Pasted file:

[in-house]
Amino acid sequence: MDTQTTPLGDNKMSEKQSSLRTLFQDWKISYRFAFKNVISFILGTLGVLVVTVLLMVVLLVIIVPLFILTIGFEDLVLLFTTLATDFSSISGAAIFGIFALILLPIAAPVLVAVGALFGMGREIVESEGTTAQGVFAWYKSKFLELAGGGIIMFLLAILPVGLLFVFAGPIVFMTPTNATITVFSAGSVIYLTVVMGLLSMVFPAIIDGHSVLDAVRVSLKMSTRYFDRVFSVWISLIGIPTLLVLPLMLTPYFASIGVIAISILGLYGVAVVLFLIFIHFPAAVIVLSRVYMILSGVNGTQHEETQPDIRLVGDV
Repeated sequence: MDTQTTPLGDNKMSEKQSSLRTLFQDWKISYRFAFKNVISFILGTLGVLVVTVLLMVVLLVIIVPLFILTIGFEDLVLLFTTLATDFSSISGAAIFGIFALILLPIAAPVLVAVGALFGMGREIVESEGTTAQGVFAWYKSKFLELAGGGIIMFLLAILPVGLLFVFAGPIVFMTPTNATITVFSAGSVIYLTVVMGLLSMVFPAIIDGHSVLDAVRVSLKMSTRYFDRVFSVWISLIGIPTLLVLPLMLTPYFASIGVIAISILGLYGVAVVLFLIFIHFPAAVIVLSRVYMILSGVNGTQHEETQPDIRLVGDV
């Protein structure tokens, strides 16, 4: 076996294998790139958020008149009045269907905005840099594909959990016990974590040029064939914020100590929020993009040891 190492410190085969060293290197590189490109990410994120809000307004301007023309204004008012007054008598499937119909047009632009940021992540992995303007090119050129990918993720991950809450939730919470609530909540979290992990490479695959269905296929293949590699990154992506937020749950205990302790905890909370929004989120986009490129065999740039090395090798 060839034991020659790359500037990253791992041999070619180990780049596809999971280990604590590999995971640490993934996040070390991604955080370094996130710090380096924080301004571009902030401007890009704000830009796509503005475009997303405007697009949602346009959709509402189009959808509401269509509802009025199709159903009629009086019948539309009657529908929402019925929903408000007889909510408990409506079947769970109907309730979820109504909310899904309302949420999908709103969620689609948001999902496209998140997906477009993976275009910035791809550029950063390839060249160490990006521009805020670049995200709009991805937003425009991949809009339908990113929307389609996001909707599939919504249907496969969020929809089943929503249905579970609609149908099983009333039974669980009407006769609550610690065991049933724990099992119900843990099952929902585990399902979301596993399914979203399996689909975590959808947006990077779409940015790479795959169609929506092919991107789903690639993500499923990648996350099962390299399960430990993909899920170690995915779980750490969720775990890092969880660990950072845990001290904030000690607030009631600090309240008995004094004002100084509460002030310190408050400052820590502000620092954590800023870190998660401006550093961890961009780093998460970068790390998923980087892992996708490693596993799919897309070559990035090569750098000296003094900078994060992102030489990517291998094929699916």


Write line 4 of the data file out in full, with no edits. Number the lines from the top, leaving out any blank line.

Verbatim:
């Protein structure tokens, strides 16, 4: 076996294998790139958020008149009045269907905005840099594909959990016990974590040029064939914020100590929020993009040891 190492410190085969060293290197590189490109990410994120809000307004301007023309204004008012007054008598499937119909047009632009940021992540992995303007090119050129990918993720991950809450939730919470609530909540979290992990490479695959269905296929293949590699990154992506937020749950205990302790905890909370929004989120986009490129065999740039090395090798 060839034991020659790359500037990253791992041999070619180990780049596809999971280990604590590999995971640490993934996040070390991604955080370094996130710090380096924080301004571009902030401007890009704000830009796509503005475009997303405007697009949602346009959709509402189009959808509401269509509802009025199709159903009629009086019948539309009657529908929402019925929903408000007889909510408990409506079947769970109907309730979820109504909310899904309302949420999908709103969620689609948001999902496209998140997906477009993976275009910035791809550029950063390839060249160490990006521009805020670049995200709009991805937003425009991949809009339908990113929307389609996001909707599939919504249907496969969020929809089943929503249905579970609609149908099983009333039974669980009407006769609550610690065991049933724990099992119900843990099952929902585990399902979301596993399914979203399996689909975590959808947006990077779409940015790479795959169609929506092919991107789903690639993500499923990648996350099962390299399960430990993909899920170690995915779980750490969720775990890092969880660990950072845990001290904030000690607030009631600090309240008995004094004002100084509460002030310190408050400052820590502000620092954590800023870190998660401006550093961890961009780093998460970068790390998923980087892992996708490693596993799919897309070559990035090569750098000296003094900078994060992102030489990517291998094929699916």